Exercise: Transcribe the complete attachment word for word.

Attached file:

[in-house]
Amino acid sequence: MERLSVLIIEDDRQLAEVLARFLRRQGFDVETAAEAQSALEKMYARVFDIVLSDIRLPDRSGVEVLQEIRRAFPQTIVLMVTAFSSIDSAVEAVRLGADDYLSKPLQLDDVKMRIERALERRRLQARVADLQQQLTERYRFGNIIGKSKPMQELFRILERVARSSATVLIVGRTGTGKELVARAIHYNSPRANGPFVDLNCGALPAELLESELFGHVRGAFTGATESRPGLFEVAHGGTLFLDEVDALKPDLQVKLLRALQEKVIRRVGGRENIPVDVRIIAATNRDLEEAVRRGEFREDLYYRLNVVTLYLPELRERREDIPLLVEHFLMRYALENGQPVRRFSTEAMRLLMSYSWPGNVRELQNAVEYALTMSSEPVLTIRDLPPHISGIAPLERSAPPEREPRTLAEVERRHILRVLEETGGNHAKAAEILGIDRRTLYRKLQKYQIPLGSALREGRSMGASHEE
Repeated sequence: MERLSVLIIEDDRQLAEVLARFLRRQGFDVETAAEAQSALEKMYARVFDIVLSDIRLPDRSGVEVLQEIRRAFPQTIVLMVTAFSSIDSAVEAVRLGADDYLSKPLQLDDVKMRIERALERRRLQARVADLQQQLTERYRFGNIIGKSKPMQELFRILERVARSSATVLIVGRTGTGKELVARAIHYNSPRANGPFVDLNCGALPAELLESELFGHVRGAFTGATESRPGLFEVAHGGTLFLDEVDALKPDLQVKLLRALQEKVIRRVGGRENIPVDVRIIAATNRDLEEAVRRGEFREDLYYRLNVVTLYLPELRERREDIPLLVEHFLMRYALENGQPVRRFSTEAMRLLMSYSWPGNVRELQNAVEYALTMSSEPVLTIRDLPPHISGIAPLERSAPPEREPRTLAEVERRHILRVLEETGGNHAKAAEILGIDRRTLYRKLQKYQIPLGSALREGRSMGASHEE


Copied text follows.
[in-house]
Amino acid sequence: MERLSVLIIEDDRQLAEVLARFLRRQGFDVETAAEAQSALEKMYARVFDIVLSDIRLPDRSGVEVLQEIRRAFPQTIVLMVTAFSSIDSAVEAVRLGADDYLSKPLQLDDVKMRIERALERRRLQARVADLQQQLTERYRFGNIIGKSKPMQELFRILERVARSSATVLIVGRTGTGKELVARAIHYNSPRANGPFVDLNCGALPAELLESELFGHVRGAFTGATESRPGLFEVAHGGTLFLDEVDALKPDLQVKLLRALQEKVIRRVGGRENIPVDVRIIAATNRDLEEAVRRGEFREDLYYRLNVVTLYLPELRERREDIPLLVEHFLMRYALENGQPVRRFSTEAMRLLMSYSWPGNVRELQNAVEYALTMSSEPVLTIRDLPPHISGIAPLERSAPPEREPRTLAEVERRHILRVLEETGGNHAKAAEILGIDRRTLYRKLQKYQIPLGSALREGRSMGASHEE
Repeated sequence: MERLSVLIIEDDRQLAEVLARFLRRQGFDVETAAEAQSALEKMYARVFDIVLSDIRLPDRSGVEVLQEIRRAFPQTIVLMVTAFSSIDSAVEAVRLGADDYLSKPLQLDDVKMRIERALERRRLQARVADLQQQLTERYRFGNIIGKSKPMQELFRILERVARSSATVLIVGRTGTGKELVARAIHYNSPRANGPFVDLNCGALPAELLESELFGHVRGAFTGATESRPGLFEVAHGGTLFLDEVDALKPDLQVKLLRALQEKVIRRVGGRENIPVDVRIIAATNRDLEEAVRRGEFREDLYYRLNVVTLYLPELRERREDIPLLVEHFLMRYALENGQPVRRFSTEAMRLLMSYSWPGNVRELQNAVEYALTMSSEPVLTIRDLPPHISGIAPLERSAPPEREPRTLAEVERRHILRVLEETGGNHAKAAEILGIDRRTLYRKLQKYQIPLGSALREGRSMGASHEE